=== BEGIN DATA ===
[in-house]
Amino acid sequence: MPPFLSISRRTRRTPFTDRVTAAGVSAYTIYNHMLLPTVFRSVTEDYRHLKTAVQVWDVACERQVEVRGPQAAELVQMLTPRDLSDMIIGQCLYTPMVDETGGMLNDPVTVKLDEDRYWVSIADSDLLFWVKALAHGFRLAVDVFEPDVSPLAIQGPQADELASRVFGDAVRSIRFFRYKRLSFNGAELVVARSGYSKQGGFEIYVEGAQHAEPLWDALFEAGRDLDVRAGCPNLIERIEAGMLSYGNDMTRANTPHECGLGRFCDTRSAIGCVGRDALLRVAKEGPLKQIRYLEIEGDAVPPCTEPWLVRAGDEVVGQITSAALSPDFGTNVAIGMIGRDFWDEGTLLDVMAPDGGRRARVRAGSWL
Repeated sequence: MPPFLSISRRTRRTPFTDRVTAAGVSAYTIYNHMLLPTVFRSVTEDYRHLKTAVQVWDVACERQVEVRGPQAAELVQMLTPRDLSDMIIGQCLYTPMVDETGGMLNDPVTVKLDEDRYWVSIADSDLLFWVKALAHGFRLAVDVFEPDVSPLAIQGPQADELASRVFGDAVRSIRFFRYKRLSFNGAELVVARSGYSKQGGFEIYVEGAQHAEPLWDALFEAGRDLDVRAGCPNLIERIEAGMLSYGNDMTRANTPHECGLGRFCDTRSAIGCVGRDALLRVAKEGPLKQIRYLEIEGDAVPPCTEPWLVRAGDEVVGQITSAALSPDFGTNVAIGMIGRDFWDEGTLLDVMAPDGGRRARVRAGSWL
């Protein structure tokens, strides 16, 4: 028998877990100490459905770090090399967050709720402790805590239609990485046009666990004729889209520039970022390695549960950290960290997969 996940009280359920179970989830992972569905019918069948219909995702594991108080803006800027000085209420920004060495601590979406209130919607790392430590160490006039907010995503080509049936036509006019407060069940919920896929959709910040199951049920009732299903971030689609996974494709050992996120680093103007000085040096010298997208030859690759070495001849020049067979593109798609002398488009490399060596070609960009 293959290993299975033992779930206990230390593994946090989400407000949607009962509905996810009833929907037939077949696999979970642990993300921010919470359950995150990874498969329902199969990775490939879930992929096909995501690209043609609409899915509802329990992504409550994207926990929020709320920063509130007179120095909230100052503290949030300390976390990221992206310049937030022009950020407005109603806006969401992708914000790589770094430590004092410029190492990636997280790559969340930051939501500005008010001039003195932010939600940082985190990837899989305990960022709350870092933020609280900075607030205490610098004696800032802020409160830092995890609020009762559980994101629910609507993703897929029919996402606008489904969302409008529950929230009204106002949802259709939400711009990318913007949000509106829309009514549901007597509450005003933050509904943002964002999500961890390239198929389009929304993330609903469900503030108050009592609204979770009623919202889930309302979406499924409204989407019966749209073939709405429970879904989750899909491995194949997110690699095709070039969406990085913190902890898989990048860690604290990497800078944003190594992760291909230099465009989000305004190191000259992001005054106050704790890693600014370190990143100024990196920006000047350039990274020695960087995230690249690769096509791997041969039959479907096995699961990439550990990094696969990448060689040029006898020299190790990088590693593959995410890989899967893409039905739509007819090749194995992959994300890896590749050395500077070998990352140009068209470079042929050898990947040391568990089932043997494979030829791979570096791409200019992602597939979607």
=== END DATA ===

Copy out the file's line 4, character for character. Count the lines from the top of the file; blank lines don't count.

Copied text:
């Protein structure tokens, strides 16, 4: 028998877990100490459905770090090399967050709720402790805590239609990485046009666990004729889209520039970022390695549960950290960290997969 996940009280359920179970989830992972569905019918069948219909995702594991108080803006800027000085209420920004060495601590979406209130919607790392430590160490006039907010995503080509049936036509006019407060069940919920896929959709910040199951049920009732299903971030689609996974494709050992996120680093103007000085040096010298997208030859690759070495001849020049067979593109798609002398488009490399060596070609960009 293959290993299975033992779930206990230390593994946090989400407000949607009962509905996810009833929907037939077949696999979970642990993300921010919470359950995150990874498969329902199969990775490939879930992929096909995501690209043609609409899915509802329990992504409550994207926990929020709320920063509130007179120095909230100052503290949030300390976390990221992206310049937030022009950020407005109603806006969401992708914000790589770094430590004092410029190492990636997280790559969340930051939501500005008010001039003195932010939600940082985190990837899989305990960022709350870092933020609280900075607030205490610098004696800032802020409160830092995890609020009762559980994101629910609507993703897929029919996402606008489904969302409008529950929230009204106002949802259709939400711009990318913007949000509106829309009514549901007597509450005003933050509904943002964002999500961890390239198929389009929304993330609903469900503030108050009592609204979770009623919202889930309302979406499924409204989407019966749209073939709405429970879904989750899909491995194949997110690699095709070039969406990085913190902890898989990048860690604290990497800078944003190594992760291909230099465009989000305004190191000259992001005054106050704790890693600014370190990143100024990196920006000047350039990274020695960087995230690249690769096509791997041969039959479907096995699961990439550990990094696969990448060689040029006898020299190790990088590693593959995410890989899967893409039905739509007819090749194995992959994300890896590749050395500077070998990352140009068209470079042929050898990947040391568990089932043997494979030829791979570096791409200019992602597939979607």